The Pig on the Northwest Tower many stories below the tower where Darth Vader lives.

The Birdwatcher, named in honor and carved in the likeness of a patron who could often be found with binoculars in his hand.

The Frog, at the eighth bay of the South Nave just outside the gift shop.

The North Nave's Iguana, a native American animal.

This is Decay, the skeleton of a winged animal with a snake emerging from its skull like the Dark Mark.

The Missouri state bear with St. Louis's Gateway Arch.

The South Nave's Avian Gardener, created in honor of an English gardening enthusiast and bird watcher.

Sarah Connor was off this week for the World Series. We watched Heroes, which felt really long to me -- I kept thinking it was over and trying to put on Boston Legal. Spoilers: The episodes with Hiro and Ando as comic relief sometimes seem trivial, but I like them better than the episodes without any comic relief at all. I miss the grownup women of this show - Niki, Nana, and especially evil controlling Angela. I don't need another show about a cabal of evil controlling fathers, X-Files ran that into the ground and then some, and there are so many young blondes running around at this point that I wonder if they bred out brunettes (other than the needy psychotic murdering Latin American) when they started breeding heroes.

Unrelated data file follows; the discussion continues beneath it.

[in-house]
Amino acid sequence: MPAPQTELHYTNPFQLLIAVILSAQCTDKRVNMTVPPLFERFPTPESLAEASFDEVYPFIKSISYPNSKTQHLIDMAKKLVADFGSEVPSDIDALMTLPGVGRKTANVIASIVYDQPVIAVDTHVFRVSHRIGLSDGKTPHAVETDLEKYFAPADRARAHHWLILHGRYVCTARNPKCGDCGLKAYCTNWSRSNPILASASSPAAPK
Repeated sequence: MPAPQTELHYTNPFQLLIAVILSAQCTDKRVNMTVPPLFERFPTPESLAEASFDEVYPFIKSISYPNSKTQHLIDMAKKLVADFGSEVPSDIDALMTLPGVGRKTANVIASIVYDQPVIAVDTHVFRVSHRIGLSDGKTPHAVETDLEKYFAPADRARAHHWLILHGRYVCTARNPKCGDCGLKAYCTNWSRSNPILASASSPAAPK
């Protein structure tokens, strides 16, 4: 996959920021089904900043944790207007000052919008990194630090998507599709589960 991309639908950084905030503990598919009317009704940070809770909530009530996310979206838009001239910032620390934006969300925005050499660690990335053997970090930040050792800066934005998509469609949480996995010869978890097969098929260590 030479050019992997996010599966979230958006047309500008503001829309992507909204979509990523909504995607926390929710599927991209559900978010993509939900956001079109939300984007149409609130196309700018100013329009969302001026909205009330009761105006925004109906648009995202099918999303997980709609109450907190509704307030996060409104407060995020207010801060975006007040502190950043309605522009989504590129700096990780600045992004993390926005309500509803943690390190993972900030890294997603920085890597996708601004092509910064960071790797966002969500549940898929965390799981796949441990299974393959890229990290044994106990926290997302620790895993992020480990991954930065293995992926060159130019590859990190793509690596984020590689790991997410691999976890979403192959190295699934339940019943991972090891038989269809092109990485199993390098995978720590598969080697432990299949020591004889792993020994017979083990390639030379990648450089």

Then of course it was time for my favorite hour of TV while it lasts, which keeps finding new depths of utter rabid insanity to plumb. Spoilers: This week, Alan and Denny go to a dude ranch, Shirley is stuck representing Catherine Piper, and Katie tries to get Carl to loosen up. This episode is worth watching just to see what Alan and Denny wear on a Utah ranch -- denim shirts with big flowers embroidered on them, cowboy hats with light-up brims -- and for Denny's romantic scene with a sheep. Not to mention Denny's erection while sharing a tent with Alan, but more on that later.

Alan's vacation is almost ruined by the presence of Melvin the "this is gonna be a hoot" lawyer, who has apparently come alone to this ranch that other men pay a fortune with their friends to visit to be cowboys. One of those men, Ian, has a pretty wife, Irene, whom Denny hits on immediately in fairly insulting terms ("all the sheep were spoken for"). Ian is furious and the ranch owner tells Denny to behave or he'll send him packing. Alan wants to go home, particularly after being humiliated as a phony cowboy by Melvin while singing campfire songs (though as Alan rightly points out, the songs are as inauthentic for cowboys as he is). And Ian thinks Melvin is gay; the fact that they're from Massachusetts just clinches it.